Pakistan’s trade deficit has diminished by over 3 billion USD since August 2019. Last year, the deficit was of 30.114 billion USD which has now been reduced to 26.17 billion USD, approximately 13.1%.
Enormous fall of 3.944 billion USD is expected to increase to 5-6 billion USD by the year-end.
Decreasing imports have played a prime role to achieve this pleasant result. The fall in imports is the outcome of the government’s competitive fiscal policies. Regulatory duties on non-essential items, improved energy supply, import substitution, and currency devaluation have been effectively used to counter the trade deficit. Ban on import of furnace oil and decreased the import of used cars also added a significant share to bring the imports down.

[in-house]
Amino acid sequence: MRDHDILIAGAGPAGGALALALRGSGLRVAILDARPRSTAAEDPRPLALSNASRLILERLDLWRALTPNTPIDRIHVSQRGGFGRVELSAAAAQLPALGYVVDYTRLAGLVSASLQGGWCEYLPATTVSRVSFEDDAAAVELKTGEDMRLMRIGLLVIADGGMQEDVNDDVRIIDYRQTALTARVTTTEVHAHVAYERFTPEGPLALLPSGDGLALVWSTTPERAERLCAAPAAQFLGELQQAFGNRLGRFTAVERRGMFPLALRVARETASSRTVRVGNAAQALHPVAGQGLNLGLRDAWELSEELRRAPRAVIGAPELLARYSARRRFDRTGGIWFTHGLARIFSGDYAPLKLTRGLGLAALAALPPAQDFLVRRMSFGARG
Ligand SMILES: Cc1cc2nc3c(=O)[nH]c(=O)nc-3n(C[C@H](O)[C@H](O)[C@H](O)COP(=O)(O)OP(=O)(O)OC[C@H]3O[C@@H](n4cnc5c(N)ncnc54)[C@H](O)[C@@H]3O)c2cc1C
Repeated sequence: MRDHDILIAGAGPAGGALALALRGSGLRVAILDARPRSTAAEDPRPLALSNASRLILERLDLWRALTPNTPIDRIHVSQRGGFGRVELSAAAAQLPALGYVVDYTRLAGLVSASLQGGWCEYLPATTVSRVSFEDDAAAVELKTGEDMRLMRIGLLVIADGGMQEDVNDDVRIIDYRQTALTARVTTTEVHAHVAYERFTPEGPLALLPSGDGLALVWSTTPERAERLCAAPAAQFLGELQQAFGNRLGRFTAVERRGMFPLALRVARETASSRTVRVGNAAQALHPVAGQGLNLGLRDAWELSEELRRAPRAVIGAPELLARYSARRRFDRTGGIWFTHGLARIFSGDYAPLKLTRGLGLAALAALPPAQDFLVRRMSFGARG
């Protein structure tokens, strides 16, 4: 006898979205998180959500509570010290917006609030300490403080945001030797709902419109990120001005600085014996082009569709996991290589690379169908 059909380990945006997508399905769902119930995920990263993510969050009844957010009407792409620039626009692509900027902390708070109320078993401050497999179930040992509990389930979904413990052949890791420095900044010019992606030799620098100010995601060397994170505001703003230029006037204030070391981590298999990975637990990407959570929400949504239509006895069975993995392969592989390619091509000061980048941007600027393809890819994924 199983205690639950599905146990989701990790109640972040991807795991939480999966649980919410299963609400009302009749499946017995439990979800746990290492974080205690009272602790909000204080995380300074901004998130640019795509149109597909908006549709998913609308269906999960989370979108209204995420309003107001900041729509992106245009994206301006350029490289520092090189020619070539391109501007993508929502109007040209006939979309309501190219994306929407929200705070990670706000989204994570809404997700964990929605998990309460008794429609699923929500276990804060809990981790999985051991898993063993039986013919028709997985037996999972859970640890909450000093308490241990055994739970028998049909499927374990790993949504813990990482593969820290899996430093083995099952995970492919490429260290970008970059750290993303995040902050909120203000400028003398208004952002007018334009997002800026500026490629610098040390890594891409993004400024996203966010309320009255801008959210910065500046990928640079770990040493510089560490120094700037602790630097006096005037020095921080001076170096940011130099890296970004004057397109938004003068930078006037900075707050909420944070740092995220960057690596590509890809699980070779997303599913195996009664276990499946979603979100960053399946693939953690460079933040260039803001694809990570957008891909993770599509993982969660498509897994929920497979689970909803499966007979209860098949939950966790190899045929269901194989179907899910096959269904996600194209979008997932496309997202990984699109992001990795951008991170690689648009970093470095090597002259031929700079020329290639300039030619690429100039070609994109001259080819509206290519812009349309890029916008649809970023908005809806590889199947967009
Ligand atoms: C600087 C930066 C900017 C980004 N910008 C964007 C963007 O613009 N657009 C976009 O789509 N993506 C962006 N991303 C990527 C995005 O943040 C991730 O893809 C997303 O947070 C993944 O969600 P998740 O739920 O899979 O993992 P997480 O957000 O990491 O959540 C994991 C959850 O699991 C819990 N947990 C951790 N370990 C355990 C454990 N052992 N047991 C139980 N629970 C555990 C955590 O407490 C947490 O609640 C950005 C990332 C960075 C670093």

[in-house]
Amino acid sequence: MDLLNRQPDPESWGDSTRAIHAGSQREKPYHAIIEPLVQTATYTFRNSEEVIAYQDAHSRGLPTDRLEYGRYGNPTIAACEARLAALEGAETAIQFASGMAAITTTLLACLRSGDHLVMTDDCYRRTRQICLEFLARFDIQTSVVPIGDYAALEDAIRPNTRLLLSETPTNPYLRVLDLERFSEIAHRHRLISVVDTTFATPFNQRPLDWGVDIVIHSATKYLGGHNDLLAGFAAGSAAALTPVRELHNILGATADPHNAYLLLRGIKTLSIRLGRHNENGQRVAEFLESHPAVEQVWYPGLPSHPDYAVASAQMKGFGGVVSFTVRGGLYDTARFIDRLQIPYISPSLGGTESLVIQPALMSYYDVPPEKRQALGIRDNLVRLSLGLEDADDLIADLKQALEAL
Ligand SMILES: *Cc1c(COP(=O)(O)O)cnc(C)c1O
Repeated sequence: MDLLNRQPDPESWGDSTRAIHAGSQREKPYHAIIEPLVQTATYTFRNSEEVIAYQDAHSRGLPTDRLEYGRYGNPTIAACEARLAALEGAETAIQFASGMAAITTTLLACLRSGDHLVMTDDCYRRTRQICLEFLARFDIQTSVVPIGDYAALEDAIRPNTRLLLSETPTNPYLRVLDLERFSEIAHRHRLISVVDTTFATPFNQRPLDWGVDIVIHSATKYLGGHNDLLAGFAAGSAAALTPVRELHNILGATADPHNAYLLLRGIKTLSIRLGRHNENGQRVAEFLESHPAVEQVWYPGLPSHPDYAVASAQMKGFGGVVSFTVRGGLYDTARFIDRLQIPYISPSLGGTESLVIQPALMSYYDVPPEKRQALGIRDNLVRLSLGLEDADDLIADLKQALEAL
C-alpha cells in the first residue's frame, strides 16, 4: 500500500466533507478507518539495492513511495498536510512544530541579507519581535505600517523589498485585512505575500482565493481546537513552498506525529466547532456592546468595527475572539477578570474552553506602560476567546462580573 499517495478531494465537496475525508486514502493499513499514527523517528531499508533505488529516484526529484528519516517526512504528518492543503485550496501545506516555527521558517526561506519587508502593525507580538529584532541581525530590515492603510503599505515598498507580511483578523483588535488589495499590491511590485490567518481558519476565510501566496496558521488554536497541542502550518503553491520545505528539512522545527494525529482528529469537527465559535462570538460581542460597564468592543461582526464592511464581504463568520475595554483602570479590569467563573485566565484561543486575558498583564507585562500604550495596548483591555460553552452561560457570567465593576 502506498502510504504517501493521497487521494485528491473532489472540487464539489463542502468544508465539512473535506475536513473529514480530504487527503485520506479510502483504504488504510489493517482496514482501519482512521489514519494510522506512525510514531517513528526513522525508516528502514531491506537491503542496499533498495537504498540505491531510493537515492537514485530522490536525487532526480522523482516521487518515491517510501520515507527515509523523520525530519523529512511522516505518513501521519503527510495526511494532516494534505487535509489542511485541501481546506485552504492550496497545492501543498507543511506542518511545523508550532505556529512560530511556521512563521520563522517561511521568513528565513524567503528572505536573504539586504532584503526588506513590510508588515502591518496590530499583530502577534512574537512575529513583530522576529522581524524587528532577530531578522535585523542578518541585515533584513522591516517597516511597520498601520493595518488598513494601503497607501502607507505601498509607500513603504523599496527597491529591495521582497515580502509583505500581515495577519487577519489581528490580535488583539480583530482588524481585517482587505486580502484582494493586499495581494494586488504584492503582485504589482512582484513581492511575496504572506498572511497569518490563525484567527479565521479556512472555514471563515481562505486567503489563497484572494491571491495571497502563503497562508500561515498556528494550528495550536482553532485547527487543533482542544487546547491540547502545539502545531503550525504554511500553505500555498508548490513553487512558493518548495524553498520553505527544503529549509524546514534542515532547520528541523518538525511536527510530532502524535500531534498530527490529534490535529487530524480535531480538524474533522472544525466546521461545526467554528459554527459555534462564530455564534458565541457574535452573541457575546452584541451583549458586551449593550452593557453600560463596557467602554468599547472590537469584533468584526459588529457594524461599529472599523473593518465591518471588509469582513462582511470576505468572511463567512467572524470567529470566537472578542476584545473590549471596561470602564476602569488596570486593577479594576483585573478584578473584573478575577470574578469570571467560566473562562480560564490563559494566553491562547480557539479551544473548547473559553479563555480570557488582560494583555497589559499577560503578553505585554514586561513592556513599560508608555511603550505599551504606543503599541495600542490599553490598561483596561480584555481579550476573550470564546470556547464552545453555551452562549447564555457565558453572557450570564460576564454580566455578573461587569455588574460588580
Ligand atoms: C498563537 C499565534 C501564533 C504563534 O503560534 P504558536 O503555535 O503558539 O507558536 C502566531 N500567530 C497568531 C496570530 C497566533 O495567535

To discourage import further, advance import payments through banks are still banned, and payment on an open account basis is partially allowed, subject to conditions.
On the other side of the story, export figures are not much appealing. With just a trivial growth of 0.38% in first 10 months, exports are showing a downward trend. Showing his concerns in a statement, the Commerce Adviser Razak Dawood said, “The exports are not showing growth the way we are expecting”. The expected boost to exports due to devaluation on rupee backfired and did not make any fruitful effect. Comparative to the last corresponding period, exports increased from 19.09 to 19.164 billion USD.
The current account deficit declined 969 million USD per month on an average in September-March 2018-19 but slowed down to an average 636 million USD a month during January-March 2019.
A senior official of the Finance Division explained that the average current account deficit in the caretaker government (May-July 2018) before the PTI took charge stood at 2.036 billion USD. Had the trend continued, it could have ended up safely at 24.4 billion USD per annum but fortunately reversed in the last few months.
This improvement has also been shared with the visiting International Monetary Fund team in Islamabad currently negotiating details of a bailout.